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Mr. Geraint Davies (Croydon, Central): Does my right hon. Friend agree that proposals to reduce the cost of car travel, increase speed limits, get rid of traffic calming and allow continuous left-hand turning at traffic lights in cities would not reduce congestion, but cause chaos on the roads and death?

Mr. Prescott: Yes. The House has debated the Opposition's proposals on those matters. We believe that we have a much more sensible proposal--the integrated policy identified in the transport White Paper.

Mr. John Redwood (Wokingham): I welcome and congratulate the new Ministers, and it is a great privilege to have the Minister for Housing and Planning with us--so recently returned from his serious campaign for the London mayoralty and sparing time from the lost cause of helping the right hon. Member for Holborn and St. Pancras (Mr. Dobson).

Does the Secretary of State realise that he has created standstill Britain? Does he recognise that it was a great Labour lie to say that public transport would be better under Labour? Will he now take up our ideas for a commonsense revolution in transport--something that people outside this House desperately want--so that main roads can be unclogged to reduce danger to children and others prone to accidents? Will he substitute for his disintegrating transport policy our practical proposals for better train and bus services, a Londoners' tube and getting Britain on the move again?

Mr. Prescott: It is a bit much for the right hon. Gentleman to suggest that we somehow moved from a perfect situation to a standstill. We inherited massive costs and congestion in all our transport systems. The previous Government invested £70 billion in the roads programme while undermining public transport, and that simply increased the number of cars per mile from 70 to 100 after 18 years of Tory Government. On any assessment, there needs to be a change in policy. Rural transport investment has now increased, with 1,800 new services. The number of passengers has increased by between 30 and 50 per cent., with more people travelling on the trains and other forms of public transport. That is the first indication in the past two years that we have a better system and that people are beginning to use their cars less and public transport more.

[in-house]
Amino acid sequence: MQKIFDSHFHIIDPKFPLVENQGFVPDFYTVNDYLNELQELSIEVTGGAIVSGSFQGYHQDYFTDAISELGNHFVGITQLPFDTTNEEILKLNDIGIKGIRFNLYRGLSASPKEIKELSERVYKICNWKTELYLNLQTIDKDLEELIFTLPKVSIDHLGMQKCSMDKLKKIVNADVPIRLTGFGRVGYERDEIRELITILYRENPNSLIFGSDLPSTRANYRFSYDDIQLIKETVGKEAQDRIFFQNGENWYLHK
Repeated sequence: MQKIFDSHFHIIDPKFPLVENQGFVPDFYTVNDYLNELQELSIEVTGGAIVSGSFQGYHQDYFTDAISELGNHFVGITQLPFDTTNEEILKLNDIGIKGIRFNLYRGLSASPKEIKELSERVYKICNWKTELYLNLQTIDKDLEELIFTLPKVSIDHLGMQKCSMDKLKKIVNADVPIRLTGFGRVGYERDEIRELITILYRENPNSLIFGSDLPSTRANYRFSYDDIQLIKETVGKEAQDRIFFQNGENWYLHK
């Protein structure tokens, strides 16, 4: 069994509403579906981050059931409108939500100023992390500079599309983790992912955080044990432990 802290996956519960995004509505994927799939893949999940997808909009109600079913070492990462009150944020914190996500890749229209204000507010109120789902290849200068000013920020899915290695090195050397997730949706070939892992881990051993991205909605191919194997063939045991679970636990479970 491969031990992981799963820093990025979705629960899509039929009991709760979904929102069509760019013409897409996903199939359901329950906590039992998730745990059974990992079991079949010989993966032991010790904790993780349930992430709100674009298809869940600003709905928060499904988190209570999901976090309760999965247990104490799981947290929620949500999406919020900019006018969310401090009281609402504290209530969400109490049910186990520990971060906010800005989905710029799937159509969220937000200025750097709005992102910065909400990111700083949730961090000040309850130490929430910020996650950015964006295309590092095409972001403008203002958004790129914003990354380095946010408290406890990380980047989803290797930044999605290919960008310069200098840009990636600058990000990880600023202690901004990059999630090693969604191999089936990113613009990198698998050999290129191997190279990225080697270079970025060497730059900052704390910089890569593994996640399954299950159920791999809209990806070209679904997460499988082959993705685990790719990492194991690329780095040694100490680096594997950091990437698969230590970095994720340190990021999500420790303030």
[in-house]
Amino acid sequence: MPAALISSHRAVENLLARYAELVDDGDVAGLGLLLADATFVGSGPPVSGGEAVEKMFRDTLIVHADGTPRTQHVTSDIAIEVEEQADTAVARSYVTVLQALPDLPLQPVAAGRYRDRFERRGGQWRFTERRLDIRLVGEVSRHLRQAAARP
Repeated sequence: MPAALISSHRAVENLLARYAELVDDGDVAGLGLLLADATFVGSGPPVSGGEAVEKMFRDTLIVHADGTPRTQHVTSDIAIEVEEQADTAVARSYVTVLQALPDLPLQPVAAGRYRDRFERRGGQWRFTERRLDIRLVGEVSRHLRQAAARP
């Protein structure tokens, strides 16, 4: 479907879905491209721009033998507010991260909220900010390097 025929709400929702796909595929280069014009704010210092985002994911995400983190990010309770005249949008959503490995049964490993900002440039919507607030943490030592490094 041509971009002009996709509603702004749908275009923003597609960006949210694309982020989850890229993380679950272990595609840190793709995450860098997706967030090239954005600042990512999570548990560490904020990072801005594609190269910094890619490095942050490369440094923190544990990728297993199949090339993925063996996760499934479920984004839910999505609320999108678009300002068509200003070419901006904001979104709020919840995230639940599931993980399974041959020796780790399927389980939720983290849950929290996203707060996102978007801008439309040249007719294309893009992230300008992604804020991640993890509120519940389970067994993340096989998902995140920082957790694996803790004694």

Ms Rosie Winterton (Doncaster, Central): I am sure that, in drawing up measures to tackle road congestion, my right hon. Friend will also look at a strategy to tackle parking problems in urban areas. In doing so, will he take into account the concern that has been expressed about the Driver and Vehicle Licensing Agency supplying private wheel clamping companies with the names and addresses of drivers from photographs of registration numbers? Will he assure me that until those companies, some of which adopt dubious tactics, are properly regulated, the DVLA will not continue with such practices?

Mr. Prescott: I am concerned about that; I shall have it investigated immediately and write to my hon. Friend about it.

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Railtrack (Oxford)

2. Dr. Evan Harris (Oxford, West and Abingdon): What representations he has received about permitted development rights for Railtrack in Oxford; and if he will make a statement. [94210]

The Minister for Housing and Planning (Mr. Nick Raynsford): We have received representations from more than 300 people concerning Railtrack's permitted development rights in Oxford. The Secretary of State has considered all the representations carefully and informed the parties of his decision not to approve the direction to remove Railtrack's permitted development rights at Hinksey sidings in Oxford.

Dr. Harris: Does the Minister understand how shocked my constituents in South Hinksey and residents of south Oxford are that he should give the go-ahead for Railtrack to continue with that virtual quarry in green-belt land outside Oxford? In the week after health and safety responsibilities were removed from Railtrack--belatedly but rightly--how can he justify giving Railtrack a blank cheque to use permitted development rights to despoil green-belt areas? Is it not time that permitted development rights inherited from British Rail in the public sector were removed from privatised industries, which are making vast profits at the expense of spending on environmental schemes?

Mr. Raynsford: I am surprised that the hon. Gentleman expresses surprise about the decision, because he knows that we consulted at considerable length. We gave several opportunities for further representations and explored the many legal complexities. He knows that Oxfordshire county council's case that this was a "virtual quarry" did not have legal force. It is because the article 4 direction could not be effective--we had clear legal guidance on that--that we did not approve it. There is no point in approving something that would be ineffective--only Liberal Democrats suggest that.